Memories of surviving Hurricane Maria still haunt the people of Puerto Rico four years after the storm devastated US territory on September 20, 2017.
There are memories of the destruction with thousands of houses, many of which are still covered in blue tarpaulin and still need to be repaired. Constant power outages remind Puerto Ricans that the essential work to modernize the outdated power grid that was decimated by Maria has not yet begun. Decaying school buildings, roads, bridges, and even health care facilities indicate a slow rebuilding process that has not yet picked up speed.
A new analysis by the Center for a New Economy, a Puerto Rico-based, non-partisan think tank, argues that post-hurricane reconstruction is only one of three â€œsystemic shocksâ€ – along with the Covid-19 pandemic and decades of financial crisis a challenge for Puerto Rico.
With regard to reconstruction, the analysis found that some of the most important work, including “containment measures to increase resilience and reduce risk exposure of vulnerable populations”, has not yet started.
â€œIf a category one hurricane hits the island today, it will not survive. The power grid will not survive, “MP Nydia VelÃ¡zquez, DN.Y., said during a press conference on Monday hosted by the Hispanic Federation to commemorate the approximately 3,000 lives killed in Hurricane Maria.
“Puerto Ricans experience blackouts almost every day, and every single one of those blackouts takes them back to the unforgettable September 2017,” said the Puerto Rican congresswoman. “Thousands of blue tarpaulin houses. This is what happens in America.”
Hurricane Maria left $ 90 billion in damage and Congress allocated at least $ 63 billion for disaster relief and reconstruction efforts. Four years later, about 71 percent of this money did not reach the communities of the island archipelago. Puerto Rico has received approximately $ 18 billion, according to FEMA’s Recovery Support Function Leadership Group.
“When we invest in upgrading and modernizing our American infrastructure system, we need to make sure we do it everywhere and in every community,” Sen. Kirsten Gillibrand, DN.Y., said at the press conference along with VelÃ¡zquez to ensure that the needs are met of Puerto Rico on the agenda for better reconstruction and that our infrastructure investments meet the greatest needs. “
According to Sergio Marxuach, CNE’s political director and author of the analysis, the financial regulator and board of directors that oversee Puerto Rico’s finances have announced that the remaining bulk of the reconstruction aid will be paid out after fiscal 2025.
Created during the Obama administration under the Promesa Act 2016, the federal treasury is responsible for restructuring Puerto Rico’s $ 72 billion national debt after US laws arbitrarily excluded US territory from federal bankruptcy law. This has led to tough austerity measures as Puerto Rico tries to stimulate its economic growth.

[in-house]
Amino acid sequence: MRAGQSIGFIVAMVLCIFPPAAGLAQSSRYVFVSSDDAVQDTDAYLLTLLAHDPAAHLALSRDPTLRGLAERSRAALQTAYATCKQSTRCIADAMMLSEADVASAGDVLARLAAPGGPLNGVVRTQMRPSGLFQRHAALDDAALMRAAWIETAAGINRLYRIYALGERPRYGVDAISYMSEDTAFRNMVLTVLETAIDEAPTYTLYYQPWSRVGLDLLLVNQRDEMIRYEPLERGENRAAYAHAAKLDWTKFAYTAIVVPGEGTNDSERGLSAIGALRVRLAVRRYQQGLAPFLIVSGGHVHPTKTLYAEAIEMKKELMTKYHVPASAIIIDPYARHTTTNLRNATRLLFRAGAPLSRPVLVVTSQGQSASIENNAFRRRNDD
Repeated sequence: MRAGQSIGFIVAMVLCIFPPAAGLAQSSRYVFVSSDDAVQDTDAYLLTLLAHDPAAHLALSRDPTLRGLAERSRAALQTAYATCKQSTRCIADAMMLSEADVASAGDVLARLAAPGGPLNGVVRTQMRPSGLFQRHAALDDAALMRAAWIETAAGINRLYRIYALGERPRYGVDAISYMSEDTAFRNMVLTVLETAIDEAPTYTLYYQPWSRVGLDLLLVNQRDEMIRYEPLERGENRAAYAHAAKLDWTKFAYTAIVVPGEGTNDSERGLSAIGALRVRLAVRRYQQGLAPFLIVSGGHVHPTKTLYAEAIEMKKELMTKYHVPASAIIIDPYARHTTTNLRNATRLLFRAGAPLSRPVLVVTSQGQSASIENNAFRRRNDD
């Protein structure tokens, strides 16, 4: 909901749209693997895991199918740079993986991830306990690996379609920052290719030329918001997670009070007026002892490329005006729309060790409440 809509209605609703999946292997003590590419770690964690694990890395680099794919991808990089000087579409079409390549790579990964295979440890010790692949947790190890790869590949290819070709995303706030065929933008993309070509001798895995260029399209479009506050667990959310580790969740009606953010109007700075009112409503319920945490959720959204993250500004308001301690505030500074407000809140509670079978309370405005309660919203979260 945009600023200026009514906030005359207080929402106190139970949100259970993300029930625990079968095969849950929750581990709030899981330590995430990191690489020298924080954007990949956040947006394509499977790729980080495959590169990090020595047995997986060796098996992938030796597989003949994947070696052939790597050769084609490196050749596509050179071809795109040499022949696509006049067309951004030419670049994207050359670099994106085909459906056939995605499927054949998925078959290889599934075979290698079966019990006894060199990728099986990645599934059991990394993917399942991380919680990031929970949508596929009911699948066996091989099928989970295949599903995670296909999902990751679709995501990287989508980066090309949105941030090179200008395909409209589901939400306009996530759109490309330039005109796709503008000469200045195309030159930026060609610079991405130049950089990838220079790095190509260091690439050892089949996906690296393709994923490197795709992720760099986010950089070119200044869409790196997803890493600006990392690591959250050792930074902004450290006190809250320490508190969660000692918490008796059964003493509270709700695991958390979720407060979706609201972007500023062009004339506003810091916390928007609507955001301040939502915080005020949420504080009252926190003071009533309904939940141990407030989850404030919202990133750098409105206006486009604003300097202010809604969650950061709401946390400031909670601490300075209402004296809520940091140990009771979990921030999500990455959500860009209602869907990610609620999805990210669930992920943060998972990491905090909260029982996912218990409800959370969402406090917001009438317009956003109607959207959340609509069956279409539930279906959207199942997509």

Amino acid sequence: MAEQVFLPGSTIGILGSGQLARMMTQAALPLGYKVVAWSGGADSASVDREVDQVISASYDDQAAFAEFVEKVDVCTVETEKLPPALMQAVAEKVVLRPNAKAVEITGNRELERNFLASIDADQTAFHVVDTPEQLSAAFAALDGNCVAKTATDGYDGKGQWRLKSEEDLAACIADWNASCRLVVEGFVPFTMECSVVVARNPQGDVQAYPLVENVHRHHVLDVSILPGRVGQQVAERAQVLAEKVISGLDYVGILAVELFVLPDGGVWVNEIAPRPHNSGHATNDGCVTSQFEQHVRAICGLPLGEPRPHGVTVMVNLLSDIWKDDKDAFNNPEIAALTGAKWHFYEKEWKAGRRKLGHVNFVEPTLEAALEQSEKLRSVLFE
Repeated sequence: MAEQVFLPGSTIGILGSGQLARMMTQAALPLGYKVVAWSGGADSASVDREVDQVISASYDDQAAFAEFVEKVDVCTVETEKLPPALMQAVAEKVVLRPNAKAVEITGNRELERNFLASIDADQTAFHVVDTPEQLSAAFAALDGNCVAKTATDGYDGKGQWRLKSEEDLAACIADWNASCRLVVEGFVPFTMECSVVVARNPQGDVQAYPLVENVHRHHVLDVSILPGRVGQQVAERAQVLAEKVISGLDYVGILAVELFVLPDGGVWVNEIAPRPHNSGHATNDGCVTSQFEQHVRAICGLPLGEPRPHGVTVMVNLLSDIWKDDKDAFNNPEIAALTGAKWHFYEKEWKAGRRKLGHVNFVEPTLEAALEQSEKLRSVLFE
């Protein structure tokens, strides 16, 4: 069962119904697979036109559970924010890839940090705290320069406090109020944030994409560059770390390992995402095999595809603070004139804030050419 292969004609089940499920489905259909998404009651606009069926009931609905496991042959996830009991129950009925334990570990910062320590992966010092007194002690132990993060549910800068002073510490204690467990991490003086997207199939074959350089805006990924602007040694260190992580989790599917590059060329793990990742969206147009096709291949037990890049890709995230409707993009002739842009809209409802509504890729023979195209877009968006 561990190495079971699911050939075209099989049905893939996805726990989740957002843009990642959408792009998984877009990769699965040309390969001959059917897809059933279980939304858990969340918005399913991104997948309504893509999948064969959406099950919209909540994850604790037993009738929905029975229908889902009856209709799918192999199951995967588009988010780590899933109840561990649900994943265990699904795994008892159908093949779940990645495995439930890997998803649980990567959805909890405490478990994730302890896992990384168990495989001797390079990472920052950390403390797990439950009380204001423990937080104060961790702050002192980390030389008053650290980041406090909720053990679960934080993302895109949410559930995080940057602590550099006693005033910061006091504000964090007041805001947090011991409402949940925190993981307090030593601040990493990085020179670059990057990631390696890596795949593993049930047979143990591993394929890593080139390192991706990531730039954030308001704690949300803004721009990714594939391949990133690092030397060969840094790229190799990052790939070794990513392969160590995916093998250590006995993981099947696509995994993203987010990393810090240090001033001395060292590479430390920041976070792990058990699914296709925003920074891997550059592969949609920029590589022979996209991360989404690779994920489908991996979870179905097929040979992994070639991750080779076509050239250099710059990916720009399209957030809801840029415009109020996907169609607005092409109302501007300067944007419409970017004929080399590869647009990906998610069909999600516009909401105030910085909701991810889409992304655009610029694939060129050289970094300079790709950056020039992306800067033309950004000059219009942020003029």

The precarious financial situation became more complicated as worsening crises such as a series of devastating earthquakes in early 2020 followed by the Covid-19 pandemic made life difficult for the 3.2 million Puerto Ricans who live in the area.
So far, Puerto Rico has made up for about two-thirds of the economic losses as a result of the Covid-19 pandemic. However, Marxuach said it was important to remain cautious about the relatively quick recovery, as it was largely due to a recent injection of pandemic federal aid.
“It is worrying that short-term economic growth depends largely on receiving federal transfers that we do not control,” Marxuach said in the report. “We fear these spending will have temporary positive economic effects that could hamper efforts.” Develop a medium / long-term economic strategy or plan for Puerto Rico. “
Puerto Rico is expected to receive $ 43.5 billion in federal aid related to Covid-19 through fiscal 2023, according to the Fiscal Oversight and Management Board.
Power 4 Puerto Rico, a coalition of state national organizations, is urging the federal government to address the structural factors that are holding back short and long-term recovery. They call for the infrastructure of the US territory to be strengthened, debt to be written off as part of the restructuring process, and transparency and accountability to be increased.
The coalition calls on President Joe Biden and his administration to address the issues he promised during his campaign.
According to an upcoming factsheet authored by Power 4 Puerto Rico and pre-screened to NBC News, Biden has kept some of the campaign’s promises, including releasing previously stalled hurricane aid and resuscitating a White House task force in Puerto Rico to rebuild the island.
But he has yet to order a review of the federal finance council’s fiscal austerity policy to which he has pledged, as well as support a review of Puerto Rico’s debts and ensure the collection funds go to benefit local businesses.
The federal finance committee is promoting structural reforms for Puerto Rico in key areas such as welfare, energy and business facilitation, “which it estimates will have a cumulative positive impact of 0.75% of GDP by fiscal year 2026”. said Marxuach in the report.
However, Marxuach points out that “however, it is unclear whether the Puerto Rico government will be able to implement these guidelines” and whether they will have the economic impact projected by the board of directors.
“We need the resources to build houses, build roads, provide services and rebuild the health system,” said Rafael “Tatito” HernÃ¡ndez, spokesman for the local legislature of Puerto Rico, during the press conference on Monday. “How should we work if we don’t have the certainty … We don’t know if we will have electricity in our house when we come back from work.”
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